It’s evening. An Irish pub in Louisville, Colorado. Fish and chips. Beer. A game of soccer on the TV. I’m sitting down with one of my faculty to revisit the department’s Developmental English course (ENG 090). My goal: bring the course fully online, eliminate the text book, and make it a deeper learning and community building experience for all who enroll. The trick is, almost no one enrolls in ENG 090 because they want to. They enroll because they failed a test. How do you take a student from “You failed. Take this class.” to “Writing is fun!” And how do you do that online?
My meeting started with that question, and the course itself grew out of more questions. We spent our time asking how a thing could be done — “How can we eliminate a text book?” “How can we make assignments that are meaningful, student-centered, and relevant?” “How can we make this course equally accessible to native English speakers and second language learners?” — and very rarely, if ever, saying that something could not be done. We opened our minds to the ways that we could open the LMS. We decided on quizzes that were iterative, formative and not summative. We chose to create a voice for the course that was friendly and work that united students in collaboration rather than making them compete against the machine or us.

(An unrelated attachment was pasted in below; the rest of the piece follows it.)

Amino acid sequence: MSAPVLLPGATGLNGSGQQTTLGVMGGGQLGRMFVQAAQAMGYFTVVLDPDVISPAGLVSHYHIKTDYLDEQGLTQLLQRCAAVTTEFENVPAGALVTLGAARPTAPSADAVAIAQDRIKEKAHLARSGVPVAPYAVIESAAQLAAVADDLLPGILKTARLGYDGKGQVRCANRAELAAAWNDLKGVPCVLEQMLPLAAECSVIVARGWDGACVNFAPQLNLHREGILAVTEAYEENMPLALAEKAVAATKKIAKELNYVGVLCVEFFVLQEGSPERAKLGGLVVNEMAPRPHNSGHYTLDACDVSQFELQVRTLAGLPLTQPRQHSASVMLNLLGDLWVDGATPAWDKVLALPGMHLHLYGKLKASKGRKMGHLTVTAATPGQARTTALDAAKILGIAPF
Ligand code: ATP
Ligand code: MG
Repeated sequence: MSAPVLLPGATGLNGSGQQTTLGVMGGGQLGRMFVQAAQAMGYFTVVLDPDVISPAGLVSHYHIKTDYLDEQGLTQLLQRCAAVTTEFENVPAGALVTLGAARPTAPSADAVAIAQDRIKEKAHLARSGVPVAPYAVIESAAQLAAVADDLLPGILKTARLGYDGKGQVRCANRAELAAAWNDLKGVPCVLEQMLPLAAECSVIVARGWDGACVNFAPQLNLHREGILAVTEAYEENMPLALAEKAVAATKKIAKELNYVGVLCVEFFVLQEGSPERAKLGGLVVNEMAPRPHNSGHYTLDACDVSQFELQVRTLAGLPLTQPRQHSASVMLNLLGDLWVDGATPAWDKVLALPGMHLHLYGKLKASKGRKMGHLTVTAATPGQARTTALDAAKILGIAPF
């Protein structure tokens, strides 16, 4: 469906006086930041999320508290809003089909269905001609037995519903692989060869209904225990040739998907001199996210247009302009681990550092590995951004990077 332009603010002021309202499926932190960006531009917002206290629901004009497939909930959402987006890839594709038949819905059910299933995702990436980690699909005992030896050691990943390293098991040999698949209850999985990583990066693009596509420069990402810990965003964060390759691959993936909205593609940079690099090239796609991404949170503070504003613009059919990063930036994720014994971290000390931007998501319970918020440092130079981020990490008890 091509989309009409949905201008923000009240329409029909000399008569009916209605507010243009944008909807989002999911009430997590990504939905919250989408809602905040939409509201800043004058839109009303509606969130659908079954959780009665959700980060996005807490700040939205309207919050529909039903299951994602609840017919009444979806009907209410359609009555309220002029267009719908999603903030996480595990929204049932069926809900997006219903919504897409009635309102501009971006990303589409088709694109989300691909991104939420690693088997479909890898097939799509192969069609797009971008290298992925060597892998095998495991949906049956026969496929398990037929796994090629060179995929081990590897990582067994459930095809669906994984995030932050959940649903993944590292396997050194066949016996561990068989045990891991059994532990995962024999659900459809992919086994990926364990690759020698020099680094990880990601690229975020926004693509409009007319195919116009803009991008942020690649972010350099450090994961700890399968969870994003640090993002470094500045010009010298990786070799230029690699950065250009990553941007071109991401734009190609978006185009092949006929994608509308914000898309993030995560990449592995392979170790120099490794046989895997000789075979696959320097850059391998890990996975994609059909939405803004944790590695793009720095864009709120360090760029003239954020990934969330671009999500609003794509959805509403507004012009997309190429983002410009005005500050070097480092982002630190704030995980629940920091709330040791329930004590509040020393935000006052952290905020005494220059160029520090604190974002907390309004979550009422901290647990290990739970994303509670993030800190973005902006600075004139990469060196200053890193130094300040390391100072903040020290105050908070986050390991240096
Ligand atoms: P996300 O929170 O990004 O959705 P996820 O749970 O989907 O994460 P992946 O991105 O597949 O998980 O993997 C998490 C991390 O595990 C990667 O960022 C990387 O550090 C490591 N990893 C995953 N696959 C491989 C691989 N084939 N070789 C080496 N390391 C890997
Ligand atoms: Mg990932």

That evening, and in the semesters that followed, the ENG 090 course evolved to become more open, more engaging, and over time inspired higher and higher retention.
I was Program Chair of the English Department at an institution that existed next to the community college system in Colorado. We provided online courses for all 13 system colleges. Because our audience — teachers, students, on-ground administrators — was diverse in both their expectations and abilities, always at the fore of any course design was ease of use. How flexible and facile could our courses be? How low-maintenance, too, and thus adoptable? In addition, I faced my personal expectation that every course we offered be as pedagogically sound — and not just sound, but also as innovative as possible. Working within the dim corridors of the Blackboard and WebCT LMSs, it was often challenging to provide enough illumination to help learning happen.